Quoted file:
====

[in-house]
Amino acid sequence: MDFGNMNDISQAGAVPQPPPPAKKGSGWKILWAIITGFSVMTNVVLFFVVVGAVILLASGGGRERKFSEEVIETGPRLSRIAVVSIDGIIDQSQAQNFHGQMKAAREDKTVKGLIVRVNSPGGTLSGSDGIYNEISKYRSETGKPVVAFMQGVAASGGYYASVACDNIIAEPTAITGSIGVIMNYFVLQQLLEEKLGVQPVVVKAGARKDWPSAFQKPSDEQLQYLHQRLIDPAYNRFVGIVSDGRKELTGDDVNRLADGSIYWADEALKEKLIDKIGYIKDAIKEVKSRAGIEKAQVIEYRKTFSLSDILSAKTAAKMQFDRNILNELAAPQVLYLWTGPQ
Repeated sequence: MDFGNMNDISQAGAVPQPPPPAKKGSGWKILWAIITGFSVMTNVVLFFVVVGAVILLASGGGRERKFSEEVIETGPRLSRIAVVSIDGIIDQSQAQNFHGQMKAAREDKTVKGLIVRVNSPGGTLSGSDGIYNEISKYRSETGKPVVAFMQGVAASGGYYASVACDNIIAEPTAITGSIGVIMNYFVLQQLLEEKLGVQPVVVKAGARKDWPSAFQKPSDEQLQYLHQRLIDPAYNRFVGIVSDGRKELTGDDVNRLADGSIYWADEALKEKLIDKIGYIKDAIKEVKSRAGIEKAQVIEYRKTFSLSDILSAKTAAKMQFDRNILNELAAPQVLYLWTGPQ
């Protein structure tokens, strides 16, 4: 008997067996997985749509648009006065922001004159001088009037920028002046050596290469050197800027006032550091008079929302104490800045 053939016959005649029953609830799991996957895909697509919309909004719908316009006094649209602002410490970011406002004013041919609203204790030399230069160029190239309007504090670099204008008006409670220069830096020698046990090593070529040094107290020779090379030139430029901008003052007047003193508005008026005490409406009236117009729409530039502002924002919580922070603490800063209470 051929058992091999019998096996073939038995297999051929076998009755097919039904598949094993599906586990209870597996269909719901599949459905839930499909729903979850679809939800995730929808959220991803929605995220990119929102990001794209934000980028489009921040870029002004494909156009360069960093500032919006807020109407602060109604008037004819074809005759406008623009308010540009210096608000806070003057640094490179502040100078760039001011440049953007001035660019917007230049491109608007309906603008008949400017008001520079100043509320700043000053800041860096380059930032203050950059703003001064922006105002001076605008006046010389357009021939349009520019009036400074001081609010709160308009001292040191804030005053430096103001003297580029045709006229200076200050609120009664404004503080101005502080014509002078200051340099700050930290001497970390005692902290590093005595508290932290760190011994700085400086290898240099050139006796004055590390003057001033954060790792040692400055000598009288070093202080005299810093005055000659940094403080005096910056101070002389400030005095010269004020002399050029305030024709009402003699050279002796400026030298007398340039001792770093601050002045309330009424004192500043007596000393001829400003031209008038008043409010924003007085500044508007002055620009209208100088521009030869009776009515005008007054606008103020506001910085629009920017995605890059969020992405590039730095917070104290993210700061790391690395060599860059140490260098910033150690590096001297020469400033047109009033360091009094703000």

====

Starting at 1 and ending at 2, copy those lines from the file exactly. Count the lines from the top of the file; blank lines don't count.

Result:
[in-house]
Amino acid sequence: MDFGNMNDISQAGAVPQPPPPAKKGSGWKILWAIITGFSVMTNVVLFFVVVGAVILLASGGGRERKFSEEVIETGPRLSRIAVVSIDGIIDQSQAQNFHGQMKAAREDKTVKGLIVRVNSPGGTLSGSDGIYNEISKYRSETGKPVVAFMQGVAASGGYYASVACDNIIAEPTAITGSIGVIMNYFVLQQLLEEKLGVQPVVVKAGARKDWPSAFQKPSDEQLQYLHQRLIDPAYNRFVGIVSDGRKELTGDDVNRLADGSIYWADEALKEKLIDKIGYIKDAIKEVKSRAGIEKAQVIEYRKTFSLSDILSAKTAAKMQFDRNILNELAAPQVLYLWTGPQ